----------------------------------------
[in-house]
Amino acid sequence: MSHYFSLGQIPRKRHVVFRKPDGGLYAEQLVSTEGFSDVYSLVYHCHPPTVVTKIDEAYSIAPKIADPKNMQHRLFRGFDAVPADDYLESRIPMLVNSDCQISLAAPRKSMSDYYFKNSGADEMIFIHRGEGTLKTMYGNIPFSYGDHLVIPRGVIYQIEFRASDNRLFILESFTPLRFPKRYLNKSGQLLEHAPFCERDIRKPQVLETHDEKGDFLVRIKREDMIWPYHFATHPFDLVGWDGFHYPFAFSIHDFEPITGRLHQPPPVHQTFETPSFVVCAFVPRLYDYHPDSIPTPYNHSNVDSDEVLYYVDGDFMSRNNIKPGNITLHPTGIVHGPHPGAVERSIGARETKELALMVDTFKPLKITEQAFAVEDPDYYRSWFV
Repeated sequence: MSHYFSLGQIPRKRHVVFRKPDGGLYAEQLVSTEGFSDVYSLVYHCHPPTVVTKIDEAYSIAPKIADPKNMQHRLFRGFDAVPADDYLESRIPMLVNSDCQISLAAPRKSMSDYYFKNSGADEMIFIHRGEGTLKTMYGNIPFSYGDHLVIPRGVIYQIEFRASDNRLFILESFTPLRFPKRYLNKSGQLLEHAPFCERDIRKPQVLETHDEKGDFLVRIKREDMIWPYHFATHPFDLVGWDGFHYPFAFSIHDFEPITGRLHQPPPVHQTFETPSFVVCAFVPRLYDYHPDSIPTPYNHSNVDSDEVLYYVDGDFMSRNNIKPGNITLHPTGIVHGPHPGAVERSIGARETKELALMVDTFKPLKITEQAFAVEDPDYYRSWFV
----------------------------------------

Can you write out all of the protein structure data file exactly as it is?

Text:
[in-house]
Amino acid sequence: MSHYFSLGQIPRKRHVVFRKPDGGLYAEQLVSTEGFSDVYSLVYHCHPPTVVTKIDEAYSIAPKIADPKNMQHRLFRGFDAVPADDYLESRIPMLVNSDCQISLAAPRKSMSDYYFKNSGADEMIFIHRGEGTLKTMYGNIPFSYGDHLVIPRGVIYQIEFRASDNRLFILESFTPLRFPKRYLNKSGQLLEHAPFCERDIRKPQVLETHDEKGDFLVRIKREDMIWPYHFATHPFDLVGWDGFHYPFAFSIHDFEPITGRLHQPPPVHQTFETPSFVVCAFVPRLYDYHPDSIPTPYNHSNVDSDEVLYYVDGDFMSRNNIKPGNITLHPTGIVHGPHPGAVERSIGARETKELALMVDTFKPLKITEQAFAVEDPDYYRSWFV
Repeated sequence: MSHYFSLGQIPRKRHVVFRKPDGGLYAEQLVSTEGFSDVYSLVYHCHPPTVVTKIDEAYSIAPKIADPKNMQHRLFRGFDAVPADDYLESRIPMLVNSDCQISLAAPRKSMSDYYFKNSGADEMIFIHRGEGTLKTMYGNIPFSYGDHLVIPRGVIYQIEFRASDNRLFILESFTPLRFPKRYLNKSGQLLEHAPFCERDIRKPQVLETHDEKGDFLVRIKREDMIWPYHFATHPFDLVGWDGFHYPFAFSIHDFEPITGRLHQPPPVHQTFETPSFVVCAFVPRLYDYHPDSIPTPYNHSNVDSDEVLYYVDGDFMSRNNIKPGNITLHPTGIVHGPHPGAVERSIGARETKELALMVDTFKPLKITEQAFAVEDPDYYRSWFV